By Christopher Kato Mpanga
What is the hostile environment policy?
The hostile environment policy refers to the measures put in place to help identify and reduce the number of undocumented immigrants in the United Kingdom (UK). In 2012, Theresa May, the United Kingdom’s (UK) Home Secretary at the time, revealed her plans to put in place a hostile environment to encourage undocumented immigrants to leave the country. In her interview with The Telegraph, May said, “We’re going to give illegal migrants a really hostile reception”. As a result, she instituted an inter-ministerial Hostile Environment Working Group. The working group was tasked with finding ways in which they would discourage undocumented immigrants from living in the UK.5 At the time, the number of undocumented migrants in the UK were estimated to be approximately 800,000.
The measures which the working group came up with were enacted in the Immigration Acts 2014 and 2016. They were also contained in the secondary legislation and guidance documents, and in the operational policies taken on by the Home Office and its sister agencies. These measures included the introduction of immigration status restrictions on undocumented immigrants’ access to renting property, free health care, driving, bank accounts, benefits, among others. Some of the measures also involved data sharing between government agencies and the Home Office. They also included requiring some service providers to carry out immigration checks before offering their services. For example, through the Right to Rent scheme, landlords are required to carry out immigration status checks for their prospective tenants. If a landlord fails to do so, they could face a criminal sentence of up to five years in prison or be fined up to £3000.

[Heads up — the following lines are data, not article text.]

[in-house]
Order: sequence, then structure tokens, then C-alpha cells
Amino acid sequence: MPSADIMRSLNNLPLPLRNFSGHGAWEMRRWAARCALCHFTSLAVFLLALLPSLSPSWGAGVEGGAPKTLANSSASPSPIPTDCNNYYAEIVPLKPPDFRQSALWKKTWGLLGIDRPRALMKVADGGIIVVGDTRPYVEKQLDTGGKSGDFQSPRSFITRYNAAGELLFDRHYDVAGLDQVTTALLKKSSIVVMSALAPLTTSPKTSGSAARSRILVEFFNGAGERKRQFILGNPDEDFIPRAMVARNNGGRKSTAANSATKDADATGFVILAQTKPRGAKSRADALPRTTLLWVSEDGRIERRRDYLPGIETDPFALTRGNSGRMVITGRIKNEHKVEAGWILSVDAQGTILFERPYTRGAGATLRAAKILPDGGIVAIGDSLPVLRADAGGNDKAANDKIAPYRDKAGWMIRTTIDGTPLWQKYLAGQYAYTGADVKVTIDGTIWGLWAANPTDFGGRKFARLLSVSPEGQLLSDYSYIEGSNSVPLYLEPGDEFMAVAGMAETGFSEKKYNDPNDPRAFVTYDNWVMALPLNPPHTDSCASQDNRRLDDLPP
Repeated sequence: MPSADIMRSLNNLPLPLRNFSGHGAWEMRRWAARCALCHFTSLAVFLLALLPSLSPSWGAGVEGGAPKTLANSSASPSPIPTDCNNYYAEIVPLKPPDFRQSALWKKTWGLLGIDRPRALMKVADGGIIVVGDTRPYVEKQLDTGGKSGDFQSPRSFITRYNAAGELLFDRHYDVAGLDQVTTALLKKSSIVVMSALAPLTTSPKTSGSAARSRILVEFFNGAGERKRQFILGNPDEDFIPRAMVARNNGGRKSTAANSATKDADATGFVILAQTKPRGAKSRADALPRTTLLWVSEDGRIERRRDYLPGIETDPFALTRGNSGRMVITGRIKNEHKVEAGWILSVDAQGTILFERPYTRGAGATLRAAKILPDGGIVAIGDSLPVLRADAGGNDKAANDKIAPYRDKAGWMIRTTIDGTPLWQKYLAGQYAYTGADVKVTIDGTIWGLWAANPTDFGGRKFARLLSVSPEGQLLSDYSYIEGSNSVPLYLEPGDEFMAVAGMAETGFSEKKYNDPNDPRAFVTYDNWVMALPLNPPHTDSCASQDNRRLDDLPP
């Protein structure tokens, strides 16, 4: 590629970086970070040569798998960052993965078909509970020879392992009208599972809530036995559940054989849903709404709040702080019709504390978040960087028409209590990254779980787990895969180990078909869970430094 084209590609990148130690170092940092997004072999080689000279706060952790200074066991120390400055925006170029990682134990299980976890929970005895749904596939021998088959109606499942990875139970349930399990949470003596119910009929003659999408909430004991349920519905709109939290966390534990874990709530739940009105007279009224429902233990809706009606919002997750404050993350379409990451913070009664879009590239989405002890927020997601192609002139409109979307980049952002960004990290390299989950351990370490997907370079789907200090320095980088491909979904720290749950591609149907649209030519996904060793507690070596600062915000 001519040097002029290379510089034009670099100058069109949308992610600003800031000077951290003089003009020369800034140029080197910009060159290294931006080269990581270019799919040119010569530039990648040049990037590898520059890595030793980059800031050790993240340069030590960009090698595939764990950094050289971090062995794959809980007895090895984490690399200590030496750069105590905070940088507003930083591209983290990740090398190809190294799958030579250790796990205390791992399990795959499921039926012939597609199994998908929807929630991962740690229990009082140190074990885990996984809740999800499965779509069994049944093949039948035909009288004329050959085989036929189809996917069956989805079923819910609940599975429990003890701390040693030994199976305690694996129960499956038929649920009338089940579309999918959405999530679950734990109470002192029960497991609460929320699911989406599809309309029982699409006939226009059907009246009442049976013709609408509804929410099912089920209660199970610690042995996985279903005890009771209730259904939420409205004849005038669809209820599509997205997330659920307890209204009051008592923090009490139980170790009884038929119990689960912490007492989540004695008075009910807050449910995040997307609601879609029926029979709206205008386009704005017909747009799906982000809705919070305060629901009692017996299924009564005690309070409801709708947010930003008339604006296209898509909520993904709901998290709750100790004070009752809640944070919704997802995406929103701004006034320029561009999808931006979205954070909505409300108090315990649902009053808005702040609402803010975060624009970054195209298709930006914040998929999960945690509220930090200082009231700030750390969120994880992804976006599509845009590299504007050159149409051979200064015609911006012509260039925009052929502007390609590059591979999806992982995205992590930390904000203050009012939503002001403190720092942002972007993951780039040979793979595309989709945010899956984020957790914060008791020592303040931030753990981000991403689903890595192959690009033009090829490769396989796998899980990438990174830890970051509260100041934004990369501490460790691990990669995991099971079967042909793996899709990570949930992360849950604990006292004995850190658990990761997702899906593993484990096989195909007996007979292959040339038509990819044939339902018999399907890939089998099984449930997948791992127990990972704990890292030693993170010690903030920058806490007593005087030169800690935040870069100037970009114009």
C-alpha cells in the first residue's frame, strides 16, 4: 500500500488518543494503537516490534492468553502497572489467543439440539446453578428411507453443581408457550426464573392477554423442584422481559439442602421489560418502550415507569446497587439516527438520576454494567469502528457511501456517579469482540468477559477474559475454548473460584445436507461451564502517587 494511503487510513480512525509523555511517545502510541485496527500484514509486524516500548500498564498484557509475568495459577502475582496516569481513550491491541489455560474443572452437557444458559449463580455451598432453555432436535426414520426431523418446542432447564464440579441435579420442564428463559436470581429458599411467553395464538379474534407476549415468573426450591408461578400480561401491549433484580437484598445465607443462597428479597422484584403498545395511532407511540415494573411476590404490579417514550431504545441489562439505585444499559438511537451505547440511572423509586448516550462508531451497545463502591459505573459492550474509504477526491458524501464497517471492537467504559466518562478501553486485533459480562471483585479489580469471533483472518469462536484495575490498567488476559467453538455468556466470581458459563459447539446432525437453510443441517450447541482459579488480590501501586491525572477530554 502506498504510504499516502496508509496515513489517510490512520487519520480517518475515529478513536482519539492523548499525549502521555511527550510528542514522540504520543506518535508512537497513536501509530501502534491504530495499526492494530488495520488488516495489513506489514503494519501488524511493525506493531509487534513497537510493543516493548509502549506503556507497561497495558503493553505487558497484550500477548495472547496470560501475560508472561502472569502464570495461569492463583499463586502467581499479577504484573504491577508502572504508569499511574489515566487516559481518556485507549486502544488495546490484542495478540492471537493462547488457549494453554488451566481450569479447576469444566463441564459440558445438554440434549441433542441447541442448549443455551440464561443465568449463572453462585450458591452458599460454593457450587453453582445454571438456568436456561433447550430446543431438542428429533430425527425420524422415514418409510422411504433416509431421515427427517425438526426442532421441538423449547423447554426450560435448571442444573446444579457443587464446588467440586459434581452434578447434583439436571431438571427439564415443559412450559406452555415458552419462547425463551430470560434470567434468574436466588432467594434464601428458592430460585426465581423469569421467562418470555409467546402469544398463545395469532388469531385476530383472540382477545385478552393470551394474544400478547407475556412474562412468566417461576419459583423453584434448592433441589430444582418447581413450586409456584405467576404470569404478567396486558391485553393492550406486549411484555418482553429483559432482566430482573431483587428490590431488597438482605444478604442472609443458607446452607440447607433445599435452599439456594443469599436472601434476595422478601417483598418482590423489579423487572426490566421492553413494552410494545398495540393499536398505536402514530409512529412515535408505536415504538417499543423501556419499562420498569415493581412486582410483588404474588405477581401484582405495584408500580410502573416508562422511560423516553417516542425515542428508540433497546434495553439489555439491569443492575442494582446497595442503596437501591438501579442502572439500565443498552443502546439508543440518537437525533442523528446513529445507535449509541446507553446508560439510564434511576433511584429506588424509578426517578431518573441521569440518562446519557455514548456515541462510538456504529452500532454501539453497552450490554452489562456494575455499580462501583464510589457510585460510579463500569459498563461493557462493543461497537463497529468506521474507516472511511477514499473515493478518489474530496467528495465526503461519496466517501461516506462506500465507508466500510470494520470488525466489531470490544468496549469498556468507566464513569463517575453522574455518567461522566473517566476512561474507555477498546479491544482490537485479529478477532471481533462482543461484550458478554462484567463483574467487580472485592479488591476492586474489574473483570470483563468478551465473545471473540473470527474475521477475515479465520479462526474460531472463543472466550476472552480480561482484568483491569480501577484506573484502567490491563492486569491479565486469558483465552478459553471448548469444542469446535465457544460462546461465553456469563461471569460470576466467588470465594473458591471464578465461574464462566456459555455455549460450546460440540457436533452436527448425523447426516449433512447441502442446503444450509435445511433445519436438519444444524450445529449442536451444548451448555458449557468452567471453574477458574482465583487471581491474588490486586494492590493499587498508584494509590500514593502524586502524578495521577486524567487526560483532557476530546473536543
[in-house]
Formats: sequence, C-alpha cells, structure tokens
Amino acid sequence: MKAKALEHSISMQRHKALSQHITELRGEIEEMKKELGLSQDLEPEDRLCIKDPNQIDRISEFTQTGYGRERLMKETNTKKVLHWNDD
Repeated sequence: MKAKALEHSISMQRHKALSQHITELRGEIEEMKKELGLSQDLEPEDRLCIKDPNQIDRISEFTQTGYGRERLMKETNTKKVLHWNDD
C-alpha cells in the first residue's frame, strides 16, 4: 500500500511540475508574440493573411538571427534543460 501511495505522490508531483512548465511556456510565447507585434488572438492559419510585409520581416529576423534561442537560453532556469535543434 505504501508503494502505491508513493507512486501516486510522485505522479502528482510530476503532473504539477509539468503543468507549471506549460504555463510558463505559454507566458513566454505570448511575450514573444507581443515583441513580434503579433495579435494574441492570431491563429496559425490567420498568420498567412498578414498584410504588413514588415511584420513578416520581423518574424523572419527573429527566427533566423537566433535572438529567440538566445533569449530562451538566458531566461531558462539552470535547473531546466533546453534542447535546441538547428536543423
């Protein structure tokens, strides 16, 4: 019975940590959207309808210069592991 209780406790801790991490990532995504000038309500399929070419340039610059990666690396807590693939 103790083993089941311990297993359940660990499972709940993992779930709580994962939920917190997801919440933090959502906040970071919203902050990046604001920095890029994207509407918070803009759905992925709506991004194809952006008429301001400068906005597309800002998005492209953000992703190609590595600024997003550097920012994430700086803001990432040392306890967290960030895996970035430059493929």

However, owing to the 2018 Windrush Scandal and associated negative publicity, Sajid Javid, the Home Secretary at the time disowned the term ‘hostile environment’ in the policy. He argued that the phrase did not reflect British values. Consequently, he referred to the policy as the “compliant environment”. Nevertheless, much as this sounded like a new development, the Home Office had already changed the name of the policy from the ‘hostile environment’ to the 'compliant environment’.